Medium | 1 December 2019
A gifted artist, Pasteur had wanted to teach painting; instead, he proved microbes cause disease and showed the world how to stop them. His work led to the salvation of millions.
by Wilson da Silva
LOUIS PASTEUR NEVER REALLY wanted to study science: in fact, he had long harboured the dream of being an artist. Yet he went on to change medical and veterinary science, his experiments establishing the principles of vaccination, microbial fermentation and pasteurisation and revolutionising the way disease was treated.
The shy but precocious Frenchman was born in 1822 to Jeanne-Ettiennette Roqui and Jean Joseph Pasteur, a modest family of tanners in the French town of Dôle, north of Lyon, the second of four children. Throughout his life he remained fiercely proud of his agrarian heritage, and liked to visit the beech forests, vineyards and alpine pastures of his youth when he could.
Art critic Durand Gréville praised the accuracy and honesty of Pasteur’s work, remarking in 1888: “If he had wanted to, he would have held his own among the painters and — who knows? — become a very great painter.”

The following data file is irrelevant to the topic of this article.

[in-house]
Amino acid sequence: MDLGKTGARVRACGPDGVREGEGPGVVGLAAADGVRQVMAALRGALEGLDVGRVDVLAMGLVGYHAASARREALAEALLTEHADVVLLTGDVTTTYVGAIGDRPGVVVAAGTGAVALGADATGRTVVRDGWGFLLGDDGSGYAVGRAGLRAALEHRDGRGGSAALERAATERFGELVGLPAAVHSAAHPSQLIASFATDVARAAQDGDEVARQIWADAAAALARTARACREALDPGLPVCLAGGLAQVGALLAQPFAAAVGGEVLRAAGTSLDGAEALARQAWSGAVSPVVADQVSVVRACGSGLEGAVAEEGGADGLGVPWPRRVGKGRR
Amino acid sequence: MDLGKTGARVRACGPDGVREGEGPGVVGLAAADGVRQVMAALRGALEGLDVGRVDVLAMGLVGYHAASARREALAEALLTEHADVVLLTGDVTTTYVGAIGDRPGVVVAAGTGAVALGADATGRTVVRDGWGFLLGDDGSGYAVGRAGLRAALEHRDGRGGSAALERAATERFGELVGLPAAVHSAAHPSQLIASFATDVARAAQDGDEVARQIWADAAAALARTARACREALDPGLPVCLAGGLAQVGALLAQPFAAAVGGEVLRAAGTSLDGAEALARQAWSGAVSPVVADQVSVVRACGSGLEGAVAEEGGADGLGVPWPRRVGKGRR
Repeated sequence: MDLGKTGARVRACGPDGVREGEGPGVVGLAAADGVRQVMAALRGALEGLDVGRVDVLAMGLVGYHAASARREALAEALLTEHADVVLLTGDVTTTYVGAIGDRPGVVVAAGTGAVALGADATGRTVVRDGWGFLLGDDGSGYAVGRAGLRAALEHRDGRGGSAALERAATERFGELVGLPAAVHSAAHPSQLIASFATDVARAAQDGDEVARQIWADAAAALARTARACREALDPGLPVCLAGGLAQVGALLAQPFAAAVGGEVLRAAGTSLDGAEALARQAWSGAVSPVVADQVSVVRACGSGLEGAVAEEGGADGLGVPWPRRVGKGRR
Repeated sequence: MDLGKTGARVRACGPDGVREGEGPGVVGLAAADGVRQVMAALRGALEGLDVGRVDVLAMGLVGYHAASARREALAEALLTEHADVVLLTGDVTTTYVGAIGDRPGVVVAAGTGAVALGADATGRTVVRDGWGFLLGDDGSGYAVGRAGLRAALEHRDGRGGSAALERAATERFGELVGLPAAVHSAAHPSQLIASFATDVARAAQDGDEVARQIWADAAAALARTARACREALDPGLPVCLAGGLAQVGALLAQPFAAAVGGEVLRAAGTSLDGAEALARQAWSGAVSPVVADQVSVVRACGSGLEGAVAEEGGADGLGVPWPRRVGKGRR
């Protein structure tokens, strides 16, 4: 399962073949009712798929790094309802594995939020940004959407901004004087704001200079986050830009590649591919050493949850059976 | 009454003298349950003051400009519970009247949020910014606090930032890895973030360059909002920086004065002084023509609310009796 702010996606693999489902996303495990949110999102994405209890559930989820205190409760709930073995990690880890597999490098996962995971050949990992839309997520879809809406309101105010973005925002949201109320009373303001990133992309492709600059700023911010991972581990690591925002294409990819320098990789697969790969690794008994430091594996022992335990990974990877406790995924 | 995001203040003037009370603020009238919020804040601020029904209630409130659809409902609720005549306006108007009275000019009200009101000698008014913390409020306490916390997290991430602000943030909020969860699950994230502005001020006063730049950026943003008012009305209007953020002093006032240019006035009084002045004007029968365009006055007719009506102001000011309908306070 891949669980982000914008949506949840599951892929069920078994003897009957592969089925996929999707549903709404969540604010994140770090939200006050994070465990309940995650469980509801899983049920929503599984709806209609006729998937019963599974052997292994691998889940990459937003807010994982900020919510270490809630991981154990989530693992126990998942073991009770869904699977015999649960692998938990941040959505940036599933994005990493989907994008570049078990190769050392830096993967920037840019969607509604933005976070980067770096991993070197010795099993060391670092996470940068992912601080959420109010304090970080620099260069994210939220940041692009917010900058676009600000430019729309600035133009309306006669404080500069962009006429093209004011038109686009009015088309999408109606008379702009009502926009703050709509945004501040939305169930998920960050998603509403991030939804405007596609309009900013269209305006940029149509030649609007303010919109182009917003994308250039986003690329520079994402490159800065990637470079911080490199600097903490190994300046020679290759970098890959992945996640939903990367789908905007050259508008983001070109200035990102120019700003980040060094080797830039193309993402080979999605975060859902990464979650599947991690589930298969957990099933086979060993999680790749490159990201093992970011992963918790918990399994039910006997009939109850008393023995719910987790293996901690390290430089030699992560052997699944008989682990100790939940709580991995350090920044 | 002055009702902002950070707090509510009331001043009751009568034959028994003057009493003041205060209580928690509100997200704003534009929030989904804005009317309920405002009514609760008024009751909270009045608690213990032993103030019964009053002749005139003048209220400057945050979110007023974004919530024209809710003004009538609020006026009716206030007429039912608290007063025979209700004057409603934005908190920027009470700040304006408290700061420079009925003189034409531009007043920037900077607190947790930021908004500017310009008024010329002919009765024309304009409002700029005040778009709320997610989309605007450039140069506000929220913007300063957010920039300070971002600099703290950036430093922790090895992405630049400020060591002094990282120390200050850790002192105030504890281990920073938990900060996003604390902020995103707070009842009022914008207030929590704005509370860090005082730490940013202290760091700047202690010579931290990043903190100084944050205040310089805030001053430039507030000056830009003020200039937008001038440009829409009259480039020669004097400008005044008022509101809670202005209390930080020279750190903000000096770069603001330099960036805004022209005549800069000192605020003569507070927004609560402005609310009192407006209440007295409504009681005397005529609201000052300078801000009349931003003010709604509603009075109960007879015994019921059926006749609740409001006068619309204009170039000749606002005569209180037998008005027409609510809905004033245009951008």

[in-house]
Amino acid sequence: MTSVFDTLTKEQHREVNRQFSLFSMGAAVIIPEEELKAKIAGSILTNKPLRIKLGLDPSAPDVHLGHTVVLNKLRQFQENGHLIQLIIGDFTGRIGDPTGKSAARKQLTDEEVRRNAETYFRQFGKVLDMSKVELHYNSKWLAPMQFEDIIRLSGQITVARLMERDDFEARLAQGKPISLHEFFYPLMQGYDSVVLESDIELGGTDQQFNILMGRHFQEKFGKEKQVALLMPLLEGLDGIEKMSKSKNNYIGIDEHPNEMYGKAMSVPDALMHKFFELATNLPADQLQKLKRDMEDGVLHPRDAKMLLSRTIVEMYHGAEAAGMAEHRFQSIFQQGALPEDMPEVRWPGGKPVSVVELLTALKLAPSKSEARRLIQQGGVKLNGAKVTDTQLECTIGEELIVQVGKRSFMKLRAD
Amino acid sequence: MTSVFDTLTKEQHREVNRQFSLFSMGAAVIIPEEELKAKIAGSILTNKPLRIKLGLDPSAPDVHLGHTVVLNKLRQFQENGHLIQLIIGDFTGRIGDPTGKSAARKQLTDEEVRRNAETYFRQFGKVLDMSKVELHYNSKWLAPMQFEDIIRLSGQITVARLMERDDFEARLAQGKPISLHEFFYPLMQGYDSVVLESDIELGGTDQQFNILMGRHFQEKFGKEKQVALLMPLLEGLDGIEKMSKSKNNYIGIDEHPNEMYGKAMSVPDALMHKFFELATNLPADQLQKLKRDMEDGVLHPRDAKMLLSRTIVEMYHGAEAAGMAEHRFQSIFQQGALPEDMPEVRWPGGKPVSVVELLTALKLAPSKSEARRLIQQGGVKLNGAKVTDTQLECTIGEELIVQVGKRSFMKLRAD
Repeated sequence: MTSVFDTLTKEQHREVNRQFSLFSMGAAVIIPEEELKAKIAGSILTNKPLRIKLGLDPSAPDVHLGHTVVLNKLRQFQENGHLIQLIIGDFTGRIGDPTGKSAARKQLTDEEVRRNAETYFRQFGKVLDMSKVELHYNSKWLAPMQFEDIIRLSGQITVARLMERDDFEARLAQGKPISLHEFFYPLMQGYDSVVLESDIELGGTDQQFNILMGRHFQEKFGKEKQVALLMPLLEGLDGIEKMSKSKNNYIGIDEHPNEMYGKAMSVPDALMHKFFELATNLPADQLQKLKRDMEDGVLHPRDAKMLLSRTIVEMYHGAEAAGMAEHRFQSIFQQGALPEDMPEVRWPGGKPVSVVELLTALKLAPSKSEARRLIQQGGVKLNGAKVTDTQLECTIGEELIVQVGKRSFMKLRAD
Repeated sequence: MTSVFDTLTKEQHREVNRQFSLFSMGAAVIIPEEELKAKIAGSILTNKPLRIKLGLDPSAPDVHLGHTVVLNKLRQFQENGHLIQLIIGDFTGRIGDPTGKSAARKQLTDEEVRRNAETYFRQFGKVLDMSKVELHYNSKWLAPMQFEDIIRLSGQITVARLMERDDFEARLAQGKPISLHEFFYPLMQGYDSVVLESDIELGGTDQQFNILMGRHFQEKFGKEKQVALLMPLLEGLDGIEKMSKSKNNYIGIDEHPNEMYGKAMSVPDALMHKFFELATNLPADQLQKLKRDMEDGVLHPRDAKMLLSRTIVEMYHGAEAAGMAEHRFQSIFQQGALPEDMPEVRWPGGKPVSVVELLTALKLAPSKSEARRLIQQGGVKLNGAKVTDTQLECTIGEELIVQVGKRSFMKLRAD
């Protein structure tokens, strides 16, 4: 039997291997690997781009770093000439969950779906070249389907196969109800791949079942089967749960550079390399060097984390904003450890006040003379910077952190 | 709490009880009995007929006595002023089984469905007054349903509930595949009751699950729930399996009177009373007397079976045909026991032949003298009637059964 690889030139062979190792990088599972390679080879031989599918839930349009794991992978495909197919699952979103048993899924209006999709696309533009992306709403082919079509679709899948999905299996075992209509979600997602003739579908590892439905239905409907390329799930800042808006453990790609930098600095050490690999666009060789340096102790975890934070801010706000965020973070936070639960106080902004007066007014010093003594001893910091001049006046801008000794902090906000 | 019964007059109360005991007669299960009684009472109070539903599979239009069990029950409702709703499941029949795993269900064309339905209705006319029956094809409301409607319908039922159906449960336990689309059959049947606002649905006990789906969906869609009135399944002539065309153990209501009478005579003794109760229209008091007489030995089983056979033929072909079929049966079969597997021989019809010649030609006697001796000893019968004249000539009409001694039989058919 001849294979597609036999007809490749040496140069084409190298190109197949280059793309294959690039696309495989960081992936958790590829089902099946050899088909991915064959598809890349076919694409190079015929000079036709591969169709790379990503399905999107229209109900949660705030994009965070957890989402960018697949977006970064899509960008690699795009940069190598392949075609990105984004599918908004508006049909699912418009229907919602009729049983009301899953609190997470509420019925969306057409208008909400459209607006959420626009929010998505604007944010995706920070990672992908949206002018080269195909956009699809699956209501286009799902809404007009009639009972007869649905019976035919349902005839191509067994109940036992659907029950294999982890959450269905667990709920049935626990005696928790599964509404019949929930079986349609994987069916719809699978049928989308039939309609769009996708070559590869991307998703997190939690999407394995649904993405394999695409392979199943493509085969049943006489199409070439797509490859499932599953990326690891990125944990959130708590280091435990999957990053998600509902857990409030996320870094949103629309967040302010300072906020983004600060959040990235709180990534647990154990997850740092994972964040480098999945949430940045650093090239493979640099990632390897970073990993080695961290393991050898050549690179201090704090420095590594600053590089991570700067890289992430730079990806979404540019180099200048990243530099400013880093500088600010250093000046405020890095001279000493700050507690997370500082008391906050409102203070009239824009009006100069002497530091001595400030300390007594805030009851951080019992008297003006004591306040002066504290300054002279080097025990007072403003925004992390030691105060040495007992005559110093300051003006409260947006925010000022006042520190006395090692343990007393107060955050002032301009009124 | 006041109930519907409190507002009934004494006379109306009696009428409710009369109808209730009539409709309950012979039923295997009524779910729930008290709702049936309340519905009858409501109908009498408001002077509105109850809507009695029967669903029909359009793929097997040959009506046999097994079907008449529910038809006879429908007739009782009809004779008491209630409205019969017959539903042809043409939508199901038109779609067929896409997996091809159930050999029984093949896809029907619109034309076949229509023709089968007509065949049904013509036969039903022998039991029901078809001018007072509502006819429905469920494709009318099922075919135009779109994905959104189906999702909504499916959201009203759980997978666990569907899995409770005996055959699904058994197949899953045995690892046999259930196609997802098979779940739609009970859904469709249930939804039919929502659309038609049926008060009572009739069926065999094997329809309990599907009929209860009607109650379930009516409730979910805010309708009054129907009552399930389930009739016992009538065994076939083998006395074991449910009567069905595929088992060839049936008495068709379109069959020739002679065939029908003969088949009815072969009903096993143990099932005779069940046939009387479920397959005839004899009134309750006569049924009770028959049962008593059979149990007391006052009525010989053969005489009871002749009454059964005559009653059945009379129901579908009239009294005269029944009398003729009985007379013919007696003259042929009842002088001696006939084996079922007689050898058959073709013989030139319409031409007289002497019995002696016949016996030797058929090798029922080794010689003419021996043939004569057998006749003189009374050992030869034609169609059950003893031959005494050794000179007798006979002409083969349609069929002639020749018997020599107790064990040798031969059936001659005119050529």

As a child, Pasteur enjoyed drawing, rendering sketches of engravings he saw in books in charcoal and pencil. When he began school in Arbois, his teacher commented on his talent and encouraged it. He expanded his skills to pastel portraits, using friends, his parents and three sisters as models. He had a classicism of line and a cold precision of observation that earned him recognition in art circles around the Franche-Comté region, near the border with Switzerland.
Had he not gone into science, he might have risen to prominence as a painter; the French art critic Durand Gréville praised the accuracy and honesty of his paintings, remarking in 1888: “If he had wanted to, he would have held his own among the painters and — who knows? — become a very great painter.”